Time Out New York / December 10, 2010

Matthew Buckingham

Portraiture may drift in and out of the spotlight, but it’s insured against extinction by its fundamental humanity; we remain fascinated by images of ourselves, and by the gap between representation and reality. In two installations from 2009, Matthew Buckingham explores aspects of this evergreen genre, focusing on the exchange of looks between artist, subject and viewer, and the corresponding illusion of an idealized frozen moment. But while Buckingham conducts his deconstructive investigations with admirable care, the results are rather arid.

The use of slide projection and voice-over engenders a feeling of being lectured, while the projects’ subdued look and measured pace demand patience from the get-go. “A portrait,” we are instructed, “is nothing else than a relationship.” Perhaps, but any passion here simmers well below the surface.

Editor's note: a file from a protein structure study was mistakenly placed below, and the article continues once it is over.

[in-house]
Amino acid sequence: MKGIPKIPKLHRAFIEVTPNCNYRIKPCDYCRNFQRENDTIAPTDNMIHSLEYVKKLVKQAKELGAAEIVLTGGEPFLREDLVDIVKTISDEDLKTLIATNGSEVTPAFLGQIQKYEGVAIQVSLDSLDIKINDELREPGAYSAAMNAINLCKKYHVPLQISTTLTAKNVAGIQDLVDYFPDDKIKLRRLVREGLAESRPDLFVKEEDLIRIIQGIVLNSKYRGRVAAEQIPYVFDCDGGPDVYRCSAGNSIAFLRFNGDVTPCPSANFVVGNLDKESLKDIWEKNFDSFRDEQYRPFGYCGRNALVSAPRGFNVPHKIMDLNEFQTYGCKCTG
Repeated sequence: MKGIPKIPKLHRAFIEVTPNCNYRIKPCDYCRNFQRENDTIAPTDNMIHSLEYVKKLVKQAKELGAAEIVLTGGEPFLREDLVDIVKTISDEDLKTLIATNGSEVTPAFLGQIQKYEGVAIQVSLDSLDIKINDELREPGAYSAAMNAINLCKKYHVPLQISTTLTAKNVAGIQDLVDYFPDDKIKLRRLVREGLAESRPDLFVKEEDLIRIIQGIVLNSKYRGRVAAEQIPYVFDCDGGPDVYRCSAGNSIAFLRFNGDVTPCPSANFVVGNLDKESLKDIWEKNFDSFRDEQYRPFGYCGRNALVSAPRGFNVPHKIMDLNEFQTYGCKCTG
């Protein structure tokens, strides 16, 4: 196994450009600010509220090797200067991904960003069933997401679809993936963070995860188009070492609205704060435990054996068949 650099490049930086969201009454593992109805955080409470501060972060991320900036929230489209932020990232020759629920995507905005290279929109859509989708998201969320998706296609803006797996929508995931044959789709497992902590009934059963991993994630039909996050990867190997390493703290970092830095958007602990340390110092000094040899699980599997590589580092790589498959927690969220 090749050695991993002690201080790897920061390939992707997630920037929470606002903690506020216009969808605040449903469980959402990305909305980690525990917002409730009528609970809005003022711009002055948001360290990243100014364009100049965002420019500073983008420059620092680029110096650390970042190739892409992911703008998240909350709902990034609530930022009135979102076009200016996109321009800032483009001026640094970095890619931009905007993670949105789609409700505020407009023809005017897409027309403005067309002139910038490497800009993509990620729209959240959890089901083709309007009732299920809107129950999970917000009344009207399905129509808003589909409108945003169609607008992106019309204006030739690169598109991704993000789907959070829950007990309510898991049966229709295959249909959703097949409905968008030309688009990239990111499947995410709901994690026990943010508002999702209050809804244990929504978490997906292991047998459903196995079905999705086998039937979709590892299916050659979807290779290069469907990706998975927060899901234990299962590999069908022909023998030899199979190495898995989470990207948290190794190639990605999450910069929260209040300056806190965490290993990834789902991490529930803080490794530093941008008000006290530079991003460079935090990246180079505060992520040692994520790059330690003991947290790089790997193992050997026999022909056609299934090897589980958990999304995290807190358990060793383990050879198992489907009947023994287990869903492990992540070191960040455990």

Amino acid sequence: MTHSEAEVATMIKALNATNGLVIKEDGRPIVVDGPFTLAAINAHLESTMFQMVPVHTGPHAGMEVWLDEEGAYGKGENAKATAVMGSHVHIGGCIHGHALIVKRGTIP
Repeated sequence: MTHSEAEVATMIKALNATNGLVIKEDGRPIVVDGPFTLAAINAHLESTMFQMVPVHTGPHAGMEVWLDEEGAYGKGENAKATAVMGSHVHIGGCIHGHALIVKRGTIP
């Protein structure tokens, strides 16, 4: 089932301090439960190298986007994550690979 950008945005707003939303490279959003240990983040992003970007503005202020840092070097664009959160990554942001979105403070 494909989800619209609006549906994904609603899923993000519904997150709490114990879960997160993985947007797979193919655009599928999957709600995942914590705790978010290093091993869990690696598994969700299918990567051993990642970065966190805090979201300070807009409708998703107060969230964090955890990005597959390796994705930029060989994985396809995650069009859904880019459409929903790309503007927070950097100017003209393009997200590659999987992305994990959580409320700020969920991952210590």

In the show’s title work, details of a portrait by Velasquez are projected onto a crate in what looks like a cluttered storeroom. The images focus not on the painting’s named subject, Prince Felipe Prospero, but on a dog that stares out from a nearby seat. A narrator picks apart the painting’s construction, but while his observations are thoughtful, they make the sculptural elements of the work seem cumbersome, even superfluous.

Image: View of "Matthew Buckingham," 2010.